It was a moment months in the making.
Just minutes past 9 a.m., the red and blue lights of 37 Washington State Patrol cars began driving down the diagonal street toward the cheering crowd.
Inside were the 37 cadets of the 100th Basic Training Academy class, ready to graduate.
The cadets climbed out of their cars and stood at the ready until they were ordered to march up the Capitol steps and into the Rotunda, where they became troopers after a short ceremony capping their 26 weeks of training.
“Those 37 cadets just finished the best training a law enforcement officer can get,” said State Patrol spokesman Trooper Guy Gill.
Since the State Patrol began in 1921 with six troopers and a supervisor equipped with motorcycles and revolvers, more than 3,000 have received a badge.
One of the newest graduates is assigned to patrol the Olympia area, while six are being sent to Tacoma. Seven will be sent to Bellevue, six more to Burlington and four to Chehalis. The rest are scattered throughout the state, including two to Yakima.
The cadets visited with family members and friends in the Rotunda before the ceremony, snapping photos and showing off their new uniforms.
Twenty-five-year-old Trooper Jessica Dizon of Olympia and her mother, Gale, shed tears moments before the ceremony.
Dizon’s father, a huge supporter of her decision to pursue a law enforcement career, died a month and a half ago in a hunting accident while she was in training.
“Every step of the way, he was so proud of her with everything she had done,” Gale Dizon said. “I know he is here smiling down, looking at her, and is so extremely proud of her.”
Dizon said the death brought her family closer, and showed her how much support her new law enforcement family could give her and her relatives.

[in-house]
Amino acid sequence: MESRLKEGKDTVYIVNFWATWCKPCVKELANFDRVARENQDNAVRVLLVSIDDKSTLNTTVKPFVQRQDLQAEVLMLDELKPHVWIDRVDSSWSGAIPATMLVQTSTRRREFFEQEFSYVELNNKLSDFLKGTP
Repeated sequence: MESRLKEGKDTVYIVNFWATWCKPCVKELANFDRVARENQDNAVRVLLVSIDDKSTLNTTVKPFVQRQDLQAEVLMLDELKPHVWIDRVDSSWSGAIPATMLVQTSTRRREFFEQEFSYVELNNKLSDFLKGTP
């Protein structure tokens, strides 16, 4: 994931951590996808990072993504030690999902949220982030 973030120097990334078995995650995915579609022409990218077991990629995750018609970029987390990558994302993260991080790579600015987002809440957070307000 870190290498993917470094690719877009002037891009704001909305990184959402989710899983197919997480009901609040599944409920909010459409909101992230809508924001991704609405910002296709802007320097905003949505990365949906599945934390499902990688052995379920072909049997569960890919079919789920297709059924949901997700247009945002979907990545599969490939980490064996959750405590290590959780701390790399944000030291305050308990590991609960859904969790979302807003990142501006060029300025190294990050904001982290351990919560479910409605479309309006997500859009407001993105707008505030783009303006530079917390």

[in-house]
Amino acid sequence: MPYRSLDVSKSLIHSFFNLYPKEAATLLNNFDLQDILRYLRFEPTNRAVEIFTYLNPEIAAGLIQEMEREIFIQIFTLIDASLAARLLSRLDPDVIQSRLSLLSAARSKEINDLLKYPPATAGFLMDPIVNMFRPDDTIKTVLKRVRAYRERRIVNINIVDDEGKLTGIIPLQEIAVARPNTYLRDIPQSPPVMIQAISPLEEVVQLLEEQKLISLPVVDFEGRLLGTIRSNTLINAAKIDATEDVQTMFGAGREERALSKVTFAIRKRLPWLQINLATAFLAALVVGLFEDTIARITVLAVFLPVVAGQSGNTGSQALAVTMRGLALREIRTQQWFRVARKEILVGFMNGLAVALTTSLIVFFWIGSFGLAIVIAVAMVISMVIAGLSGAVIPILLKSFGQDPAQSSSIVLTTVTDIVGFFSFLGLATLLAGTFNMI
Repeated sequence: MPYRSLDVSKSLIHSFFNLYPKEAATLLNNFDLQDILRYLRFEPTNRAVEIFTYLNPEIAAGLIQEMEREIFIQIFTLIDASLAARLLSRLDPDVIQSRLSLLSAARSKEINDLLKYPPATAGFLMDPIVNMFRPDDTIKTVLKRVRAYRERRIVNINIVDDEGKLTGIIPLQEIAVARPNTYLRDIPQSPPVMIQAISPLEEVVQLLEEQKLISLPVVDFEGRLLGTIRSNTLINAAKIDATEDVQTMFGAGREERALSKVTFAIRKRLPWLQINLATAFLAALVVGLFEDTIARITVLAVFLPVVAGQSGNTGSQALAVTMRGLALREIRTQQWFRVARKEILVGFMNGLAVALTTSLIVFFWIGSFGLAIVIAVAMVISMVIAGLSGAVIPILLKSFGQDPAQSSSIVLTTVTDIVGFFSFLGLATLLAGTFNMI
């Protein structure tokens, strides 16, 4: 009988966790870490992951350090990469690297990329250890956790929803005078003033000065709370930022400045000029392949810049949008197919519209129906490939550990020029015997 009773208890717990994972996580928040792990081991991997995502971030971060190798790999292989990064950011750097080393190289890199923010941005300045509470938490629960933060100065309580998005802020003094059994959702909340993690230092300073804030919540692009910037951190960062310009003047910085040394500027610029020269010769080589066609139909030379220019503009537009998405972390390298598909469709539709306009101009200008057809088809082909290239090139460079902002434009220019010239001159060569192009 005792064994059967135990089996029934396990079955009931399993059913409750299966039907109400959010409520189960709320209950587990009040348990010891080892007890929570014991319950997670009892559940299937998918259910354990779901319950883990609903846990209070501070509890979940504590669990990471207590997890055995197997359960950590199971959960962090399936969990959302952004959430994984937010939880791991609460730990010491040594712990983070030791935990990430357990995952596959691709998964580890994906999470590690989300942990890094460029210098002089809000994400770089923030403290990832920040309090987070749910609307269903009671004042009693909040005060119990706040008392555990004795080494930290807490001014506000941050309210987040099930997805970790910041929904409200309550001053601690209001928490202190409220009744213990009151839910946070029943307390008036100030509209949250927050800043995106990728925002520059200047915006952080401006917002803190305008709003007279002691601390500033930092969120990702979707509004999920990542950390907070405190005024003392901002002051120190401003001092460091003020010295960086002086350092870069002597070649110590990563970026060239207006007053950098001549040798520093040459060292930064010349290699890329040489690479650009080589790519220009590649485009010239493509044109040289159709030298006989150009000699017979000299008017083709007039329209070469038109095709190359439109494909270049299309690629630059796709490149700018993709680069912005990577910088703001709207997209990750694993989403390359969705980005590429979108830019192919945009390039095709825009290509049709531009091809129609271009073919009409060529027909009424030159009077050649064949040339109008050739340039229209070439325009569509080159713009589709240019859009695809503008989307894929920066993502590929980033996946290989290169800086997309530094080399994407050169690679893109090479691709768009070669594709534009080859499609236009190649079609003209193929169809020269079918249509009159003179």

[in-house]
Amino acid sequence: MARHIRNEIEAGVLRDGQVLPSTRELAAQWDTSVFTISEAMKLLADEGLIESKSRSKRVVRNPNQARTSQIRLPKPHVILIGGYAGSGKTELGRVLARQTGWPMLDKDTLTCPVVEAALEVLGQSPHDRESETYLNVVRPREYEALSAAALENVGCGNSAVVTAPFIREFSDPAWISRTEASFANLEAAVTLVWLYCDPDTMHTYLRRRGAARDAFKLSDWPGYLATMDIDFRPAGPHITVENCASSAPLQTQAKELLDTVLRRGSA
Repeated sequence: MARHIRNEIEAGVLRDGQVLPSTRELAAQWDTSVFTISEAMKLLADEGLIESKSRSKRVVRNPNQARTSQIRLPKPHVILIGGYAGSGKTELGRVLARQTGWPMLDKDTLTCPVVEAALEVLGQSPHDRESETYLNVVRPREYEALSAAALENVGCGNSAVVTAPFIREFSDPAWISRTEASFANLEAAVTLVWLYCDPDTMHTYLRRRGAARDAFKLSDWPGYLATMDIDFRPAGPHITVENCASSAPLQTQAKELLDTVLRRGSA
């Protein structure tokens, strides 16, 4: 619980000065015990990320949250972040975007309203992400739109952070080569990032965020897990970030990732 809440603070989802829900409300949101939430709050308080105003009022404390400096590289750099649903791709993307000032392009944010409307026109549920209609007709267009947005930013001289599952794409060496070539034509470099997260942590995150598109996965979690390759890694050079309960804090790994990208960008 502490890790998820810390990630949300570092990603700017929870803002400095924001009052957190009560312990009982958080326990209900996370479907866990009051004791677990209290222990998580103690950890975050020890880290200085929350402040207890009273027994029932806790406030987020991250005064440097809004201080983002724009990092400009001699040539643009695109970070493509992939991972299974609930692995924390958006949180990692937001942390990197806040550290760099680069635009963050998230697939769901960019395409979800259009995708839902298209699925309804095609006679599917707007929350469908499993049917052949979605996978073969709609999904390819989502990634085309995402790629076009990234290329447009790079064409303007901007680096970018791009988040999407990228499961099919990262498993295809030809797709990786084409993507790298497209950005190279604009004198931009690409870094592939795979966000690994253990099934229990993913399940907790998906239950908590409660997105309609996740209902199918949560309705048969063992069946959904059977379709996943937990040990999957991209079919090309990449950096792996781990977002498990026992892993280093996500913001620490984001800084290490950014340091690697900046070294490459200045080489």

“Your loved ones are part of the Washington State Patrol family, and thus you are part of the Washington State Patrol family,” said State Patrol Chief John Batiste, addressing the troopers’ families. “We hold you close because we owe you. … I know we are nothing without family.”
Thousands looked on from balconies as the national anthem was sung and colors were presented. The cadets marched into the Rotunda, where veteran troopers sat across the way to welcome them into the agency.
The troopers were sworn in by State Supreme Court Justice James Johnson before hearing words from Batiste and Gov. Chris Gregoire.
Gregoire had hoped to witness the 100th graduation ceremony before leaving office.
“Remember, there is no better training than your own good judgment, which I know you will use,” Gregoire told the graduates. “Nothing in what you do is routine. The Washington State Patrol puts service above self.”
New Trooper Kyle Dahl of Silverdale was aware of the commitment he was making. That’s why he and his wife, Lindsey, didn’t mind squeezing in their wedding one weekend during training in September. Dahl came home on a Friday night, the pair wed the following day, and he had to be back for academy classes Monday morning.
“At least we had a full weekend,” Lindsey said with a laugh.
A graduate of Central Washington University, Dahl, 25, said he was attracted to the State Patrol after taking a course taught by a former trooper.
The hardest part of training was not having his own family and support close, he said.
“Being away from home and loved ones is a constant hardship when you are being pushed to your limits,” Dahl said.
Dahl will be assigned to patrol in the Bremerton area, putting him close to family — including his nephew Jack, who refers to Dahl as “Uncle Troops.” Jack was latched around Dahl’s neck before the ceremony.
The time away was worth it, Dahl said.
“I knew I wanted to go into law enforcement, and I knew I didn’t want to be mediocre,” he said. “We are the best, and the best-dressed, in the country, and I wanted to be a part of that.”
The next academy class, the 101st Basic Training, starts Monday in Shelton.